It is not unusual to find avoidant type of behavior in leaders and teams particularly around accountability. It is almost as though accountability has become a four letter word. Many leaders see it as conflict or confrontation and would rather do anything else. Allowing others to hide or point fingers when responsibilities are not met will tear apart a team. It takes strong leadership to shift that experience to one of appropriate accountability.
Doing the Hard Work of Leadership: A few years ago high school football coach, Matt Labrum, (more…)
Leaders set the tone for their team and their organization. Leaders also teach their team members how to treat them and how to treat one another, what is acceptable and what is not. That requires a clear vision and assertiveness. The human dynamic can be messy and intimidating. Many leaders are not comfortable wading in when things go south, either because of low confidence or low competence. Many leaders fear they will make the situation worst, so they ignored drama and dysfunction in hopes that it will go away. What goes away are your good people since nobody is stepping up to take care of dysfunctional dynamics.
What does strong leadership look like?
I noticed a recent example of strong leadership and effective emotional intelligence while , (more…)
It is difficult to miss what is happening across the United States right now with the recent tragic events in various states and in Dallas. As a human dynamic expert, seeing how those dynamics are playing out is both sad and reassuring as I witness the expression of the worst and the best of the human condition. It is also a time that calls for strong leadership and we are all seeing key examples of the difference that strong leadership can make.
Consider this contrast: On one hand, a community was rocked by unthinkable violence against police while they were doing their job to serve and protect. This community is now coming together in solidarity and compassion for one another, talking with one another instead of pointing fingers. Citizens are creating memorials outside of police headquarters; blue ribbons have been tied to mailboxes and trees, all to honor Law Enforcement. In other communities, we have demonstrations, unruly protests and more attacks against police. What is the difference? (more…)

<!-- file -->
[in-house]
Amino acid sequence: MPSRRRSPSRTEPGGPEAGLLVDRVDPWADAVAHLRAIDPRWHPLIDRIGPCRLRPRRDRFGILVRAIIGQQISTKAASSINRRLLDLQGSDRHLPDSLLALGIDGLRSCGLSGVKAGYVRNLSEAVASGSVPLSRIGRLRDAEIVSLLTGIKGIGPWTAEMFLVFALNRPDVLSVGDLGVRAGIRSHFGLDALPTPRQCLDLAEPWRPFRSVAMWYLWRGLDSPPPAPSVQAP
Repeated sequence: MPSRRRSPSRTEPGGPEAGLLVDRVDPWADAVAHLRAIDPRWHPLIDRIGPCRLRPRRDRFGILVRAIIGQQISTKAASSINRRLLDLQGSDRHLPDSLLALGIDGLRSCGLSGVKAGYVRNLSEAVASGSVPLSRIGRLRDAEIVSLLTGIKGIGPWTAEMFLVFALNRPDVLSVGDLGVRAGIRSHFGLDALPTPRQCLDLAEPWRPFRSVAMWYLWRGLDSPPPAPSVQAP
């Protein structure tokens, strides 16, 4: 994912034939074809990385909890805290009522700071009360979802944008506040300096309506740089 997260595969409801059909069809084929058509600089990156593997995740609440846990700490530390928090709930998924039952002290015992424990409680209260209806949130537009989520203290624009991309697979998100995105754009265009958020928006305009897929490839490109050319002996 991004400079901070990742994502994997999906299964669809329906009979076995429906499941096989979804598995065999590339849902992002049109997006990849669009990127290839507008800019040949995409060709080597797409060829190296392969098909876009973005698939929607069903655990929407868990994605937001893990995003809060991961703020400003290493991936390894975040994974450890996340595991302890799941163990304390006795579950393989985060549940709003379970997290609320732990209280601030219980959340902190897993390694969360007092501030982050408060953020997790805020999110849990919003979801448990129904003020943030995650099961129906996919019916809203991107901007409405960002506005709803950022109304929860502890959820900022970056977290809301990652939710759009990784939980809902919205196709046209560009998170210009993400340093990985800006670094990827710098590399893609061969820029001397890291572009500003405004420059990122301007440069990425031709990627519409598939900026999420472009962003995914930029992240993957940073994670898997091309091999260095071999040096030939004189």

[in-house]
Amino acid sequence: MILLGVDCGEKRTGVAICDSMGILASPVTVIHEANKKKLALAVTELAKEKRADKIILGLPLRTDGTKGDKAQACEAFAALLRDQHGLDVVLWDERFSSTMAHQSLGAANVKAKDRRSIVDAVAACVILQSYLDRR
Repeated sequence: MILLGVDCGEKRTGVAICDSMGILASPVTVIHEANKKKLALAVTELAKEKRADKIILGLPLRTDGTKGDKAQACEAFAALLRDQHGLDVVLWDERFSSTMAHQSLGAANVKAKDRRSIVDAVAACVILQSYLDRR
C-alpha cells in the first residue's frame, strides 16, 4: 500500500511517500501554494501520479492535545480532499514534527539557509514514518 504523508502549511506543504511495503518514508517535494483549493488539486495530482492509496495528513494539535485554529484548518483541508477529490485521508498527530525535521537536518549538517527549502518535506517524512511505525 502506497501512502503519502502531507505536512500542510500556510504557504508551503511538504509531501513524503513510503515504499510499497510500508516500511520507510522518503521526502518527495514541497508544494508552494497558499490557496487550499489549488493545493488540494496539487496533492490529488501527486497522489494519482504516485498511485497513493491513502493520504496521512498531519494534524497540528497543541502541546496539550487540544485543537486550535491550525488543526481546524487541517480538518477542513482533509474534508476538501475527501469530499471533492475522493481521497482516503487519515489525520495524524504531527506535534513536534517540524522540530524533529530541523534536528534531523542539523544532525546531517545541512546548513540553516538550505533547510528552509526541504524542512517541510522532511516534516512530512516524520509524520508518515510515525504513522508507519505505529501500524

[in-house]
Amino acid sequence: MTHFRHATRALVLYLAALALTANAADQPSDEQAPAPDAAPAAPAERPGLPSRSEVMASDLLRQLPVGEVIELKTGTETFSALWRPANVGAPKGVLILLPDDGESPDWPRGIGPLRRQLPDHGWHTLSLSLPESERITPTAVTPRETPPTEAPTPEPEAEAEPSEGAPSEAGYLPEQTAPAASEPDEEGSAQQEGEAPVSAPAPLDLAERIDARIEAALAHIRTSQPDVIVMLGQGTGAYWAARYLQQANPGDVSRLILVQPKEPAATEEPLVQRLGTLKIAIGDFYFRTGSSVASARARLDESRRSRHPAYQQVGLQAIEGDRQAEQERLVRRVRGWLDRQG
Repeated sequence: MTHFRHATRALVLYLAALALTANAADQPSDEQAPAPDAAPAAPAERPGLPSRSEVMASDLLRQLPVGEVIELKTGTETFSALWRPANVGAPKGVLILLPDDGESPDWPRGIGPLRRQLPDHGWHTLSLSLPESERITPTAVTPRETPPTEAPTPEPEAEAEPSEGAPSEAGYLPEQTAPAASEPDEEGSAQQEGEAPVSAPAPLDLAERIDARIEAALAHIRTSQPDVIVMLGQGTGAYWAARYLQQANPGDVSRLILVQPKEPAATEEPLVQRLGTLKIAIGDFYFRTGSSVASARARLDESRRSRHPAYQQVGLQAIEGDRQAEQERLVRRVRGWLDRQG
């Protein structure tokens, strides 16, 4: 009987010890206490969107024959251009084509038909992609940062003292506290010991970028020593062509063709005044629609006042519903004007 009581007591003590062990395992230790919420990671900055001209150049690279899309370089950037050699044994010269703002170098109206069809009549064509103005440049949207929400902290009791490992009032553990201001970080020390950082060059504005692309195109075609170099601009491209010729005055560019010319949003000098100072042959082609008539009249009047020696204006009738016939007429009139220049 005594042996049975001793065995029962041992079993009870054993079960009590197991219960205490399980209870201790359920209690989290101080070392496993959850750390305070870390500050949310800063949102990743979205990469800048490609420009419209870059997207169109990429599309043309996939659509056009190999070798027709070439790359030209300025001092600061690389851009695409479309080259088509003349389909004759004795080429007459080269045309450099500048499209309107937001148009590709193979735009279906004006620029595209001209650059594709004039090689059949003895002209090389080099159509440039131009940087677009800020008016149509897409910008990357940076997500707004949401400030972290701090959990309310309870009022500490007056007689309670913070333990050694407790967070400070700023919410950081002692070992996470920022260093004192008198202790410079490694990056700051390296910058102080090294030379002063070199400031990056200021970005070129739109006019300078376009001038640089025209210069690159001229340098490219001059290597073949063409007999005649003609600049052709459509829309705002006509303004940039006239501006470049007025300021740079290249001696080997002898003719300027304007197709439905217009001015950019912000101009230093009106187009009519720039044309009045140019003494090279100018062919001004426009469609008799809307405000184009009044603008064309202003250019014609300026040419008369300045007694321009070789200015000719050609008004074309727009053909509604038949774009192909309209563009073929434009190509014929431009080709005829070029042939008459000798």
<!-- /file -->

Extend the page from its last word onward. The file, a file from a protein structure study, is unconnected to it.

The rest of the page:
Our workplaces are full of interesting people. Some are enthusiastic, some are thoughtful, some are quirky and others are hard charging. We can also experience the petulant child, who at times can be any of those other types of people, but watch out if things do not go their way. Being petulant is defined as “having or showing the attitude of people who become angry and annoyed when they do not get what they want.” Does that ever happen on your team or in your organization?
We often see and expect this type of behavior in children when they do not get their way, seemingly most often in grocery stores near the candy display. That might be considered normal behavior for a five year old. What about those adults who pout or fly off the handle when they do not get their way or when someone disagrees with them? When they experience adversity, off they go …. (more…)
We hear a lot about trust these days, trust between Greece and the European Union, police and community members, Iran and the United States as well as organizations and employees. A while back, a national news story received a lot of attention. The title of the news story was “More Americans Becoming Trust Wary” written by Connie Cass . The basis of the story is that Americans are less likely to trust one another now than 40 years ago when the question was first asked in the General Social Survey. The results of this poll caused me to think more deeply about how trust impacts success.
The question this poll asked was, (more…)